Occipital anaplastic oligodendroglioma with multiple organ metastases after a short clinical course: a case report and literature review
- Equal contributors
1 Department of Neurosurgery, Tangdu Hospital, Fourth Military Medical University, Xi’an 710038, P.R China
2 National Engineering Research Center for Miniaturized Detection Systems, School of Life Sciences, Northwest University, Xi’an 710069, P.R China
3 Department of Pathology, Tangdu Hospital, Fourth Military Medical University, Xi’an 710038, P.R China
4 Department of Radiology, Tangdu Hospital, Fourth Military Medical University, Xi’an 710038, P.R China
5 Department of Administrative, Tangdu Hospital, Fourth Military Medical University, Xi'an 710038, P.R. China
Diagnostic Pathology 2014, 9:17 doi:10.1186/1746-1596-9-17Published: 21 January 2014
It is generally believed that malignant gliomas never metastasize outside the central nervous system (CNS). However, the notion that oligodendrogliomas (OGDs) cells cannot spread outside CNS is being challenged.
We described in detail the clinical story of one patient with anaplastic OGD, which metastasized to lymph nodes, bone marrowand bones Genetic analyses included detection of 1p and 19q chromosomal arms, methylation status of MGMT promoter, and PTEN exon mutations. A search of worldwide literature was conducted for reports of metastatic OGDs using NCBI-PubMed, with the keywords “extracranial”, “extraneural”, “oligodendroglioma”, “oligodendrogliomas”, “metastatic”, “metastasis”, and “metastases”, in different combinations.
An open biopsy of the infiltrated bones in our patient revealed that malignant cells had replaced the patient’s marrow. Moreover, the diagnosis of multiple-organ metastases of anaplastic OGD was confirmed based on immunohistochemical staining. Genetic analyses showed that the tumors originated from previously resected brain lesions. None of the lesions had 1p and 19q deletions, but hypermethylation of MGMT promoter, and the G → A transversion at codon 234 of PTEN exon 2 were detected. Literatures review yielded 60 reports of metastatic OGDs from 1951 to the present, which with our patient makes 61 cases. Concerning these 61 patients, there were 110 infiltrated sites correlated closely with primary OGDs. The most frequent metastatic sites were bone and bone marrow (n = 47; 42.7%), lymph nodes (n = 22; 20.0%), liver (n = 7; 6.4%), scalp (n = 6; 5.5%), lung (n = 6; 5.5%), pleura (n = 4; 3.6%), chest wall (n = 3; 2.7%), iliopsoas muscle (n = 2; 1.8%), soft tissue (n = 2; 1.8%), and parotid gland (n = 2; 1.8%).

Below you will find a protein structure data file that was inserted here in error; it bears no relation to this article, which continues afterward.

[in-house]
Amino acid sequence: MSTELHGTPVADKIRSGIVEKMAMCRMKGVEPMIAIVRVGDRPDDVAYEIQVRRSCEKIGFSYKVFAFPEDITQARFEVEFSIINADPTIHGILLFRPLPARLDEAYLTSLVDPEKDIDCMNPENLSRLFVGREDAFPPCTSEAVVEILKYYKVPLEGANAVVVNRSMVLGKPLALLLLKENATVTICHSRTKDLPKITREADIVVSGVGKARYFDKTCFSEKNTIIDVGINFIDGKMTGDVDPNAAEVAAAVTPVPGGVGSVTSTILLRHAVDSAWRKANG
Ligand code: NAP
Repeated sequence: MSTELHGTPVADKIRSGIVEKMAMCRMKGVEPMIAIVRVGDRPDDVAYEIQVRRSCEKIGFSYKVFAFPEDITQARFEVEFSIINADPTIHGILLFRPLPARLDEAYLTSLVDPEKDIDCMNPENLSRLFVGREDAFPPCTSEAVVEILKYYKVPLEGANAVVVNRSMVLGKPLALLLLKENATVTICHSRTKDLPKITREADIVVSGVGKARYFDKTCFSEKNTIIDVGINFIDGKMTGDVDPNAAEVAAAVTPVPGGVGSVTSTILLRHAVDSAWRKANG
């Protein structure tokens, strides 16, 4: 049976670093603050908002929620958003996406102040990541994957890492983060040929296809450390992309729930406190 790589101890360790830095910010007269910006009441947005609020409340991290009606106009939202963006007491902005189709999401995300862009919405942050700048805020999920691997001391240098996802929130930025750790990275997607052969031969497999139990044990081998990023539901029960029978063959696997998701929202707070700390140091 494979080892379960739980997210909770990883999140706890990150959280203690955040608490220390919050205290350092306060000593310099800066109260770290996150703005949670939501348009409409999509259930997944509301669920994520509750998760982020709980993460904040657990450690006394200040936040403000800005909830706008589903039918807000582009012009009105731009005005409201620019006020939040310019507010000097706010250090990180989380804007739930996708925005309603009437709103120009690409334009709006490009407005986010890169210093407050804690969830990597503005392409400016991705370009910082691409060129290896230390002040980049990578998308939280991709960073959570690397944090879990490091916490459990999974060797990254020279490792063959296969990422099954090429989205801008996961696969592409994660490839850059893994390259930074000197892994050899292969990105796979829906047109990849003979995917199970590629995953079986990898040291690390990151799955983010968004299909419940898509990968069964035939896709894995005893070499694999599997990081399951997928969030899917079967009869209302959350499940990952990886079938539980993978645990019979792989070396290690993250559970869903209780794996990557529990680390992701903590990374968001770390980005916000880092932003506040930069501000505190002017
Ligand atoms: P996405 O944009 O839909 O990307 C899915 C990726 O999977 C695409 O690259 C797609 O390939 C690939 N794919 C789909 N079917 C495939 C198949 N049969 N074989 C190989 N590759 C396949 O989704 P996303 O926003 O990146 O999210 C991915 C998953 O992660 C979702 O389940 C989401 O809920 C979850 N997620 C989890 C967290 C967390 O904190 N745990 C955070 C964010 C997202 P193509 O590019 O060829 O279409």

Extracranial metastases in anaplastic OGD are very rare but they do occur; bone and bone marrow may be the most common sites. Detection of certain molecular markers such as deletion of 1p and 19q chromosomal arms, hypermethylation of MGMT promoter, and characteristic PTEN exon mutations may help differentiate subtypes which are more prone to extracranial metastases.
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